President Halimah applauds self-help groups for joint programmes that help all races

The four self-help groups are: the Chinese Development Assistance Council, Mendaki, the Singapore Indian Development Association and the Eurasian Association.
The four self-help groups are: the Chinese Development Assistance Council, Mendaki, the Singapore Indian Development Association and the Eurasian Association.ST PHOTO: ARIFFIN JAMAR

SINGAPORE - President Halimah Yacob has applauded the four self-help groups for working on joint assistance programmes that are open to all races.

Speaking to the media today (Oct 16) before a dinner hosted for her by the four groups, she cited examples such as tuition classes and after-school care centres.

"It shows that our self-help groups not only reach out to their own communities, but they provide common spaces through providing services that benefit all the comunities, and in that manner, they also help to promote the different races coming together in order to support each other," she said.

The four self-help groups are: the Chinese Development Assistance Council, Mendaki, the Singapore Indian Development Association and the Eurasian Association.

In her welcome address, Mendaki chief executive officer Rahayu Buang said the ethnic-centric approach that self-help groups started out with allowed them to be more culturally-nuanced in the activities they organised for each race.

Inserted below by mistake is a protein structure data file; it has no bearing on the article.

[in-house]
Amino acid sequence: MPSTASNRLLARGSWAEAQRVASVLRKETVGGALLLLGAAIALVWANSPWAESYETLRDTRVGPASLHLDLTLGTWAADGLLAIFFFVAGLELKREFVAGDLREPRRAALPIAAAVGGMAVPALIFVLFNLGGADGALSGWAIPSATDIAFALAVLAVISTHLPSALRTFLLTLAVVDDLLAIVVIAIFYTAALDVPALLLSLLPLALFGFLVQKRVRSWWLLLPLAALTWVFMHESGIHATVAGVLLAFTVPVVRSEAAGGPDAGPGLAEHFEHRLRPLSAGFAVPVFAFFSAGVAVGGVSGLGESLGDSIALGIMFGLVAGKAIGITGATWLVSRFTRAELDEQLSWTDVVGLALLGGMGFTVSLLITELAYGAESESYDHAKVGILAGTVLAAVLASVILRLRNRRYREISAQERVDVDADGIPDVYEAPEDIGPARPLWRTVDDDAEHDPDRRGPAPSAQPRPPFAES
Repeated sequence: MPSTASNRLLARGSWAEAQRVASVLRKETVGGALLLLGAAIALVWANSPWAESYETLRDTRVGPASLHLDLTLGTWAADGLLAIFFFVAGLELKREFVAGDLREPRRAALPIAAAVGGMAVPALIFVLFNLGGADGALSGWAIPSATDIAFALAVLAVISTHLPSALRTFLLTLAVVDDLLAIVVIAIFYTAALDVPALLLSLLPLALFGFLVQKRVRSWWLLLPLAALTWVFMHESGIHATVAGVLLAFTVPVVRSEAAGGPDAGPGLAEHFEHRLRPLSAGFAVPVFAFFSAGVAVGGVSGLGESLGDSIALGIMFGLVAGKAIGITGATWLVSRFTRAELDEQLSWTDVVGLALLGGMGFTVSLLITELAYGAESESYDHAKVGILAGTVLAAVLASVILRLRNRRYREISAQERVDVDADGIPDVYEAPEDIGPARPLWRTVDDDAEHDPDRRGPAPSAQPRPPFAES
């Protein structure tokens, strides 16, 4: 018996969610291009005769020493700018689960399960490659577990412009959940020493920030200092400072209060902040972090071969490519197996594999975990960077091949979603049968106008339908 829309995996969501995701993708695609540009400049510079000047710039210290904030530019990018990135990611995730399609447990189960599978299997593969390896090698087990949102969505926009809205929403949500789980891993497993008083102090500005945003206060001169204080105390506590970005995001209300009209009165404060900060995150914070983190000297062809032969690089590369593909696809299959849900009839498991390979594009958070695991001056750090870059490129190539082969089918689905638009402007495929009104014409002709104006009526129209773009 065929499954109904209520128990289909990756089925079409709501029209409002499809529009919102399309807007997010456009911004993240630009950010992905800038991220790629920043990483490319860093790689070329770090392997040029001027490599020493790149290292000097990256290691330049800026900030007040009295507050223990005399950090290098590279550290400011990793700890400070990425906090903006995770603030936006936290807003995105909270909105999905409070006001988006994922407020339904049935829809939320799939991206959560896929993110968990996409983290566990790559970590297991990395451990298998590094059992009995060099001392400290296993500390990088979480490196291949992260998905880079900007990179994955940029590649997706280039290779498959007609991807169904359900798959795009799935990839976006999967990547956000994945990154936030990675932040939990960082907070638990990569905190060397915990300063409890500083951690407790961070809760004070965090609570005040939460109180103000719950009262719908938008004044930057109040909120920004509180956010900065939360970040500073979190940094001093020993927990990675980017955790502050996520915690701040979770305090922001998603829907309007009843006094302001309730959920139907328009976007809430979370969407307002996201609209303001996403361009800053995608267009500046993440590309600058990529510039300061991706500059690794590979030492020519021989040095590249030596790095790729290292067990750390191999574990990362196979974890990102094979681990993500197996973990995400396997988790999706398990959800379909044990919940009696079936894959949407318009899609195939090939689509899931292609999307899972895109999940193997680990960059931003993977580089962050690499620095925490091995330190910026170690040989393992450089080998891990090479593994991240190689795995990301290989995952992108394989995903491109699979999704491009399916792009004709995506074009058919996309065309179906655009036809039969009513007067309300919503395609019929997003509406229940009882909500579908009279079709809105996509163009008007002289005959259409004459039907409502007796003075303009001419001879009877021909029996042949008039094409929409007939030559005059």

But as Singapore matured and the issues it faced became more complex and cross-cultural, the four groups have also rallied together to help those beyond their own communities, she noted.

This is apt, as many challenges are common to all races: including the struggles of lower-income families, concerns about educational outcomes, and the uncertainties of the future economy, she said.

"It is on this basis that the self-help groups have worked collaboratively to leverage on each other's strengths and expertise," she added, listing some of these joint efforts.

One is the Collaborative Tuition Programme, launched by the groups in 2002 to allow students to enrol at the tuition centre closest to them, regardless of which group runs it.

The programme now boasts 83 centres - up from 11 centres in 2002 - and has benefitted more than 97,000 students.

Another joint programme is the Big Heart Student Care Centres, which provide after-school care in primary schools to needy pupils.

There are now more than 1,200 students enrolled in 15 such centres.

The latest joint effort is the Self-Help Group Centre - slated to open in Yishun in January - where students and adults of all races can attend workshops and enrichment programmes.

Madam Rahayu noted that the President had said in her inauguration speech last month that multiracialism, meritocracy and stewardship are values that will help unify Singapore.

"The self-help groups are fully supportive of these core values as reflected through the work that we do and the collaboration that we seek to forge," she said, adding that the groups hope the President would continue to support them in this journey.